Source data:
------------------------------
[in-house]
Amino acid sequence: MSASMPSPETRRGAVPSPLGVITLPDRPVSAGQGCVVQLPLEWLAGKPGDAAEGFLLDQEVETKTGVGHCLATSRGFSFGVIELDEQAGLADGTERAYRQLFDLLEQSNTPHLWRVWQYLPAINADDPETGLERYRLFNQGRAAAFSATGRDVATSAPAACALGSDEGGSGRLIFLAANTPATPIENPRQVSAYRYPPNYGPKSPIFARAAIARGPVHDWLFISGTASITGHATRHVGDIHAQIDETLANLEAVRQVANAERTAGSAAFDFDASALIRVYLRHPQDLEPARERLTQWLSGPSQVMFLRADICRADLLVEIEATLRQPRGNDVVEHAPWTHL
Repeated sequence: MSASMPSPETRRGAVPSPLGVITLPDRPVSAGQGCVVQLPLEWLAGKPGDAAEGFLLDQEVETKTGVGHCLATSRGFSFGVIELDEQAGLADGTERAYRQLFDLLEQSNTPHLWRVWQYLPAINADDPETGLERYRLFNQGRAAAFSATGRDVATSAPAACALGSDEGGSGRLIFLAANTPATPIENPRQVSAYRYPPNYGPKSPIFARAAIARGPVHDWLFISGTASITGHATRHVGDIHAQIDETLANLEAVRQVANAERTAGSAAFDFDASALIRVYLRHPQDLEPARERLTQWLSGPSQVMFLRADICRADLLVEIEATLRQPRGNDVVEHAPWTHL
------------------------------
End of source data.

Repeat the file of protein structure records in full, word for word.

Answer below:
[in-house]
Amino acid sequence: MSASMPSPETRRGAVPSPLGVITLPDRPVSAGQGCVVQLPLEWLAGKPGDAAEGFLLDQEVETKTGVGHCLATSRGFSFGVIELDEQAGLADGTERAYRQLFDLLEQSNTPHLWRVWQYLPAINADDPETGLERYRLFNQGRAAAFSATGRDVATSAPAACALGSDEGGSGRLIFLAANTPATPIENPRQVSAYRYPPNYGPKSPIFARAAIARGPVHDWLFISGTASITGHATRHVGDIHAQIDETLANLEAVRQVANAERTAGSAAFDFDASALIRVYLRHPQDLEPARERLTQWLSGPSQVMFLRADICRADLLVEIEATLRQPRGNDVVEHAPWTHL
Repeated sequence: MSASMPSPETRRGAVPSPLGVITLPDRPVSAGQGCVVQLPLEWLAGKPGDAAEGFLLDQEVETKTGVGHCLATSRGFSFGVIELDEQAGLADGTERAYRQLFDLLEQSNTPHLWRVWQYLPAINADDPETGLERYRLFNQGRAAAFSATGRDVATSAPAACALGSDEGGSGRLIFLAANTPATPIENPRQVSAYRYPPNYGPKSPIFARAAIARGPVHDWLFISGTASITGHATRHVGDIHAQIDETLANLEAVRQVANAERTAGSAAFDFDASALIRVYLRHPQDLEPARERLTQWLSGPSQVMFLRADICRADLLVEIEATLRQPRGNDVVEHAPWTHL